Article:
An increase of liver enzymes is the most common adverse event observed in clinical practice in arthritis patients under long-term MTX therapy; however, the exact mechanism of such disorder remains unclear. Combining histological and immunological approaches, the present study indicated that the direct role of long-term low-dose MTX in the genesis of a MTX-specific liver change with dystrophic nuclei in hepatocytes was very rarely observed. In contrast, autoimmune lesions were commonly found.
Previous results have suggested a poor correlation between the level of increase of liver enzymes and histological findings on liver biopsies in arthritis patients under long-term MTX therapy [15–17, 24, 25]. In postmortem liver biopsies performed on 188 subjects with RA on long-term low-dose MTX therapy, Ruderman and colleagues reported only two cases of hepatic fibrosis, which were not directly related to MTX but related to either chronic alcoholism or chronic viral hepatitis . Richard and colleagues performed systematic liver biopsies prior to the introduction of long-course low-dose MTX and after 1 year of therapy. Eleven cases of hepatic fibrosis were observed prior to the introduction of MTX, with no sign of worsening at 1 year . More recently, no correlation was found between liver MTX concentrations and incidence of liver toxicity . Based on these results, liver biopsy is no longer performed on a systematic basis after exposure to usually 2 g MTX.
In the present study, histological findings with dystrophic nuclei consistent with a direct MTX toxicity  were found in only two patients. These changes are not found with nonsteroidal anti-inflammatory drug therapy, the drugs most commonly found in association with MTX. It should be noticed that NASH-like lesions were not associated with fibrosis and dystrophic nuclei. As such, they were not classified as MTX-related because of the absence of the last two parameters. These isolated liver changes could result from a large number of causes, including systemic inflammation itself, metabolic abnormalities, namely diabetes, and alcohol intake. In the other changes, the heterogeneity of the histological lesions (that is, mainly AIH-like and NASH-like) and the fact that none of these appeared as MTX dose-dependent suggest a poor link between these liver lesions and MTX administration. This conclusion is in contrast with previous but older studies that concluded a need to perform sequential liver biopsies to detect direct MTX liver toxicity [18, 29]. The current recommendations do not reach the same conclusion . In our study, neither NASH-like lesions nor the other histological lesions appeared MTX dose-dependent, consistent with previous data [30, 31]. These results are in favor of a weak direct liver toxicity of long-term MTX in arthritis patients. We reached the same conclusion on safety in patients with arthritis and hepatitis C treated with MTX or etanercept [32, 33].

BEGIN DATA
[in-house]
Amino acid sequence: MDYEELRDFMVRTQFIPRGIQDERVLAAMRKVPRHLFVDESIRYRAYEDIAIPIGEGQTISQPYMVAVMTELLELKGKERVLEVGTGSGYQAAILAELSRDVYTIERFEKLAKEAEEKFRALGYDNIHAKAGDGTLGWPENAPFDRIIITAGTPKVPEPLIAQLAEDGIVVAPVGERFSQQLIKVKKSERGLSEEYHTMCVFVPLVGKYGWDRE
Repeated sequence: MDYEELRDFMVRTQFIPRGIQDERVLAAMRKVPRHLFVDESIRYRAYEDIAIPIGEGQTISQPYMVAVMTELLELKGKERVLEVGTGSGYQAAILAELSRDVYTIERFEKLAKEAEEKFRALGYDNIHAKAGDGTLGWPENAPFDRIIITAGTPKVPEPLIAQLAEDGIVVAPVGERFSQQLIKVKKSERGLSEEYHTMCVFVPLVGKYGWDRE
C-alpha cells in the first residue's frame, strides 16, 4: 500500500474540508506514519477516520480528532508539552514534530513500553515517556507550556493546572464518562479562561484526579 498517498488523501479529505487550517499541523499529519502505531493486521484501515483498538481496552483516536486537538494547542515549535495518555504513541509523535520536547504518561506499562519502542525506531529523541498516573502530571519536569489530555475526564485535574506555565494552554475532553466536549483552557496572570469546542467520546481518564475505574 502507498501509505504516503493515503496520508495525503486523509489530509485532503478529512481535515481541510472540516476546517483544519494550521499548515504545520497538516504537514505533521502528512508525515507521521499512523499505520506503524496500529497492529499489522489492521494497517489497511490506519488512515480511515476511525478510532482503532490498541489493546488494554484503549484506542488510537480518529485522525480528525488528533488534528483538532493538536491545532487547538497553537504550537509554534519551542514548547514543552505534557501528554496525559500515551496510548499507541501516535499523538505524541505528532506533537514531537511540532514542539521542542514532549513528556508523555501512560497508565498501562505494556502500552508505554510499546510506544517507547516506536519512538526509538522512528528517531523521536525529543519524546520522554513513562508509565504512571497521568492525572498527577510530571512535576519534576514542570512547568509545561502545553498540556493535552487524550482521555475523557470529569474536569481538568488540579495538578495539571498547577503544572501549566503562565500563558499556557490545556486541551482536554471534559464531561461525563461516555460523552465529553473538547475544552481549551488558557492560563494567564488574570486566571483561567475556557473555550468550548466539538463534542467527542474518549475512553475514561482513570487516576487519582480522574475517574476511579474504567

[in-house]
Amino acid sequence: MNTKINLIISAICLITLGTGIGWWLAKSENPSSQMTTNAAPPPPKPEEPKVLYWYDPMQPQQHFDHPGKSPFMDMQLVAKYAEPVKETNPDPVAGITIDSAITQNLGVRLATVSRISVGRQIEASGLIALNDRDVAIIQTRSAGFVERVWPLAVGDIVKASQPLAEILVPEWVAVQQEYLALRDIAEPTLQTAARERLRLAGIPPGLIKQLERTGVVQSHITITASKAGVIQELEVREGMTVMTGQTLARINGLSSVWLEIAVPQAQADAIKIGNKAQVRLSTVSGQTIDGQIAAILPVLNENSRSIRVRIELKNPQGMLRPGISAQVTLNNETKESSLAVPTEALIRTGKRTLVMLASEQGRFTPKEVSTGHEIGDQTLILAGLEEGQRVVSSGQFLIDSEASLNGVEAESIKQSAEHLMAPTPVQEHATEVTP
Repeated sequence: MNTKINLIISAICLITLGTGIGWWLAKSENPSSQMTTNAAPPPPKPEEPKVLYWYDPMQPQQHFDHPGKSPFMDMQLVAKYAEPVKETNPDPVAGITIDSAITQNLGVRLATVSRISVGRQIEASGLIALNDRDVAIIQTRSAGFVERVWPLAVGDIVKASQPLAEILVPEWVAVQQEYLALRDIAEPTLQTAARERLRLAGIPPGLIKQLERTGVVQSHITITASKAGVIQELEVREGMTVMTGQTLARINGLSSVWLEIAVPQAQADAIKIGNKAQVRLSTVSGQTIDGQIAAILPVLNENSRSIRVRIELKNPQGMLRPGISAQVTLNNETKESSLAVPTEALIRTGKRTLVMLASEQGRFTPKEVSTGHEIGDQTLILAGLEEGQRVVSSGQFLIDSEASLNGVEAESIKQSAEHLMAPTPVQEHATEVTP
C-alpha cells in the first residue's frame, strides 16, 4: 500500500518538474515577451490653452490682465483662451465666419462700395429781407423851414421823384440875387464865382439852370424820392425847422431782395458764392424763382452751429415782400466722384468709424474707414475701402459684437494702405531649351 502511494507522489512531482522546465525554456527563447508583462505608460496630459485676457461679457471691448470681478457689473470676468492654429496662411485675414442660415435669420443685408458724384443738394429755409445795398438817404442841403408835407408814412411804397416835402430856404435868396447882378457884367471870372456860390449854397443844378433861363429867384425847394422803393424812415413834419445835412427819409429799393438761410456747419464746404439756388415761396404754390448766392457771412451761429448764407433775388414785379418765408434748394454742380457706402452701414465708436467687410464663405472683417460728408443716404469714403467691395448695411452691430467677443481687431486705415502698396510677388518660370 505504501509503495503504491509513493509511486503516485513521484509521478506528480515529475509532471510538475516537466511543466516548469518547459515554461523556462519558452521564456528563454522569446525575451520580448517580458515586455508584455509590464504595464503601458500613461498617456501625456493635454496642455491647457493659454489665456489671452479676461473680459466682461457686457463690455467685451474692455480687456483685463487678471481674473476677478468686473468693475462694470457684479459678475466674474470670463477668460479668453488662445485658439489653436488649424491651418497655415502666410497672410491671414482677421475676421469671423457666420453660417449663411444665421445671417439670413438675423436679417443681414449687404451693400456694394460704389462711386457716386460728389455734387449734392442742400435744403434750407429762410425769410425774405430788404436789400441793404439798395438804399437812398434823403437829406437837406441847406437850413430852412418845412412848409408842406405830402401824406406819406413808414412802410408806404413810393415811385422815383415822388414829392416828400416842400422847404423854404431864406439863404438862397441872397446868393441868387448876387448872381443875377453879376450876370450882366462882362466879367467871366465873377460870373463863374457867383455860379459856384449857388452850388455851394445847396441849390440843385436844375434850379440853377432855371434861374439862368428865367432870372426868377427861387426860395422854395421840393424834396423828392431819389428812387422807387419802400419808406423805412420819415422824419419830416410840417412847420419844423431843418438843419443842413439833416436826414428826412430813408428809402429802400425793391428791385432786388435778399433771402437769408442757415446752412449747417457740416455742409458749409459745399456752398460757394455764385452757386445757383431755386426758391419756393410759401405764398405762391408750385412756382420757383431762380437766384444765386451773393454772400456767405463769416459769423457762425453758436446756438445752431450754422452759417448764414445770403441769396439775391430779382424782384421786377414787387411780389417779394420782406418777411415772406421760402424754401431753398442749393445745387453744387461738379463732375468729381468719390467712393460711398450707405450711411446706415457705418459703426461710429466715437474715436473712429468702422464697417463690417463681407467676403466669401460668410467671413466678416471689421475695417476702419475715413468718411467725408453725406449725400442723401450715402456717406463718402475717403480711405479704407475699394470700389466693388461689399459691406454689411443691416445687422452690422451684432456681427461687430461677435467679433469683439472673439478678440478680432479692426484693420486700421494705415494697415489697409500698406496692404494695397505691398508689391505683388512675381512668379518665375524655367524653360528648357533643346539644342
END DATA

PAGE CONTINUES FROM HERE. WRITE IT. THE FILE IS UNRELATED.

Interestingly, a link between the histological liver lesions and the underlying rheumatic disease was observed. The association between autoimmune rheumatic disease and hepatic lesions has been previously reported. In our study, AIH-like lesions were strongly associated with RA and with the presence of the shared epitope. An interesting and new observation is that the presence of the antibodies commonly found in AIH (anti-SMA and anti-LKM1 antibodies ) was mostly negative in these RA-associated AIH-like lesions. The reason for this observation is unclear but could be linked to the rather modest intensity of the lesions. On the other hand, anti-CCP antibodies, also described in type 1 autoimmune hepatitis, were observed in almost 90% of patients with AIH-like lesions.
Overall, the results of the present study lead one to reconsider the role of autoimmunity in the induction of hepatic disorders in arthritis patients under long-term low-dose MTX therapy. Indeed, in these patients, elevated liver enzymes were rarely the consequence of direct MTX toxic effects. The presence of an underlying latent liver disease, possibly autoimmune in nature, was commonly found - especially in RA patients. In this particular context, exact causality assessment in drug-related liver injury remains a difficult challenge, even using the new criteria . To assess the real influence of autoimmune mechanisms in the genesis of hepatic disorders in arthritis patients on MTX treatment, it would be necessary to perform a prospective study with liver biopsy both before the introduction of MTX and during treatment in control patients without elevated liver enzymes. Today, such an approach is difficult - even impossible - to follow from an ethical point of view.